I watched as my son reluctantly pulled the homework out of his backpack. There were so many other things he wanted to do after a long day of school. Instead of winding down or playing outside before the sun set, he was digging into more math and grammar problems. He didn’t want to do it, but he knew he must.
What must be done
I only partially learned this lesson in school and my grades reflected it. The lesson hit its mark in the Army. You do what you must, or you pay the price. In this case, the price was paid in full through pain. And as John Patrick said, “Pain makes man think. Thought makes man wise. Wisdom makes life endurable.” [Read: Feel the Pain, Make the Change]
Unfortunately, back then, doing what I must only extended to my professional life. I didn’t have the discipline or the courage to extend it to my personal life. As a result, I suffered. The pain I felt was dull, and therefore, I continued to do what I wanted rather than what I should have done.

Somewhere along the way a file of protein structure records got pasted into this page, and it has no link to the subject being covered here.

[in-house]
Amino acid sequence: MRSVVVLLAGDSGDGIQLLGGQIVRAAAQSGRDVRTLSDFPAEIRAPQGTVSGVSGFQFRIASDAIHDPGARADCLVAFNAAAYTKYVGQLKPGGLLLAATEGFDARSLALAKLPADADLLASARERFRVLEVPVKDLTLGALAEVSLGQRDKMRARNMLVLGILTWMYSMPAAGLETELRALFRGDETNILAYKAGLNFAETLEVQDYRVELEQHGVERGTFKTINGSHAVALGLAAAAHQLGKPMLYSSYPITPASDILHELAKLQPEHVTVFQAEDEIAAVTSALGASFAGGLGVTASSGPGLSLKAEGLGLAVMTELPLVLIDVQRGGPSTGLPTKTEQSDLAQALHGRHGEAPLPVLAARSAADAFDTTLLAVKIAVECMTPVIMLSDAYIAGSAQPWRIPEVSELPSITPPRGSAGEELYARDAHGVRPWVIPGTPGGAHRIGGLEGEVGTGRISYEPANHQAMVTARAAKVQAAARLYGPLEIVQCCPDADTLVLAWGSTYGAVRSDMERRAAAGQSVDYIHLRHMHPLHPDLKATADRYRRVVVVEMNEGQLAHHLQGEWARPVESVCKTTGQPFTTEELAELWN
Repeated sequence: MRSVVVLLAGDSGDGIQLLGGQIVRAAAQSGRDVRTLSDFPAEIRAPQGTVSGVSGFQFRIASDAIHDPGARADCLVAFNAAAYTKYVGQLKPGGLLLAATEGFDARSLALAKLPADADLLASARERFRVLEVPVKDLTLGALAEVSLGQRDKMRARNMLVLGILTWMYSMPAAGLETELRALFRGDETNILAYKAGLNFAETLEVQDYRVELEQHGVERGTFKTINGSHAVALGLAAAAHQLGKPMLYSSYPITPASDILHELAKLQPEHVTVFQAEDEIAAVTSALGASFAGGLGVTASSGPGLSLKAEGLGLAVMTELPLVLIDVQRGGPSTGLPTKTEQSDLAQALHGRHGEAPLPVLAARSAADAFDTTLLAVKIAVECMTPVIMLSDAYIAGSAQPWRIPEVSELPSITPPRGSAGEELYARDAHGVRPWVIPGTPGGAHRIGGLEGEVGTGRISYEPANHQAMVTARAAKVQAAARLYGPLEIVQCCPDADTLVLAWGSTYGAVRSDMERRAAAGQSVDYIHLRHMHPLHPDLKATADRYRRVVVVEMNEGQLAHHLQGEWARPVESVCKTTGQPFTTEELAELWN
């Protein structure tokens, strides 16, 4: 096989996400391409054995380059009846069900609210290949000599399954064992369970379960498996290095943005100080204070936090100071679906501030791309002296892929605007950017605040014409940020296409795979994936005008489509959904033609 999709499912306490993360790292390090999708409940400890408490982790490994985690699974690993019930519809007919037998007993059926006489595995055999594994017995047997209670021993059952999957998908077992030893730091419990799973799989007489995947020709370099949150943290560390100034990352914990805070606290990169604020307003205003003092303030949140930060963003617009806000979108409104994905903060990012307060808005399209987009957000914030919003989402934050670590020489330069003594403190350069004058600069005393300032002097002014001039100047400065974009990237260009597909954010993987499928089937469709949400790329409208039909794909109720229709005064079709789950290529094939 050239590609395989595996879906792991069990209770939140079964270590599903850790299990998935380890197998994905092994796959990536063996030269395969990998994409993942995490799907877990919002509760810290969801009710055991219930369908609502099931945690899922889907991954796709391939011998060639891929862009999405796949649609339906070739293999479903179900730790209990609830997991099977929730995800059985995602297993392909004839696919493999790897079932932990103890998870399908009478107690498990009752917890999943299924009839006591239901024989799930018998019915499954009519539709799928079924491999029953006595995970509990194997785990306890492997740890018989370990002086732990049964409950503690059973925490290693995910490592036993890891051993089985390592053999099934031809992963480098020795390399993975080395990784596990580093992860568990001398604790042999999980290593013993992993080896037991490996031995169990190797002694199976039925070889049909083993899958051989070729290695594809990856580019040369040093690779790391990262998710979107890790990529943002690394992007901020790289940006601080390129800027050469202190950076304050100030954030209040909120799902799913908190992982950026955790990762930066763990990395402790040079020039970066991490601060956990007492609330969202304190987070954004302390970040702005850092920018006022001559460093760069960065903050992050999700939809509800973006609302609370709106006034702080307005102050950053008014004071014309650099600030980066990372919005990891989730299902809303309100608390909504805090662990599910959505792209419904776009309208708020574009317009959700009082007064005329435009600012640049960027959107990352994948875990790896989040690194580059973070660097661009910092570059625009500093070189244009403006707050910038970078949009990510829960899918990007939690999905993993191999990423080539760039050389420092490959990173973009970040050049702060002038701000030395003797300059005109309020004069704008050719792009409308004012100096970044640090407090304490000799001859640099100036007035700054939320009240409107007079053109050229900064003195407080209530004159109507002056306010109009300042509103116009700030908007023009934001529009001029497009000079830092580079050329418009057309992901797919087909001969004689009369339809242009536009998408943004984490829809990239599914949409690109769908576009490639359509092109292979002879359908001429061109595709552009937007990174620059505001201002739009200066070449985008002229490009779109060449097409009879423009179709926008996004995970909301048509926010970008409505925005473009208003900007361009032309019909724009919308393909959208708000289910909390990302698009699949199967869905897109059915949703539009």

Education through pain and experience
Professors Pain and Experience may have been my two greatest teachers. Early on, they were instrumental in my education. It was through pain that I learned the consequences of getting burned, to identify what was toxic if I ate it, and what will hit me if I upset it. Pain taught me how to survive. Experience, how to thrive. In time, they tutored me on how to bridge the gap between the personal and professional. Without them, I would be dead. But with them, I learned how to live.
The most valuable of all education is the ability to make yourself do the thing you have to do when it has to be done, whether you like it or not.
Is our traditional education system broken? Some would think so. Yet, there is still value in it if we learn from Huxley’s words. Learn to do what you must, whether you like it or not. But consider the things you must do. Weigh them carefully. Is it that which you must do for yourself, or is it that which someone else thinks you must do for your own good? There is a big difference.
Right now there is pain. Physically, you may not be able to fill it, but it resides deep within you. What is this pain that you cannot feel?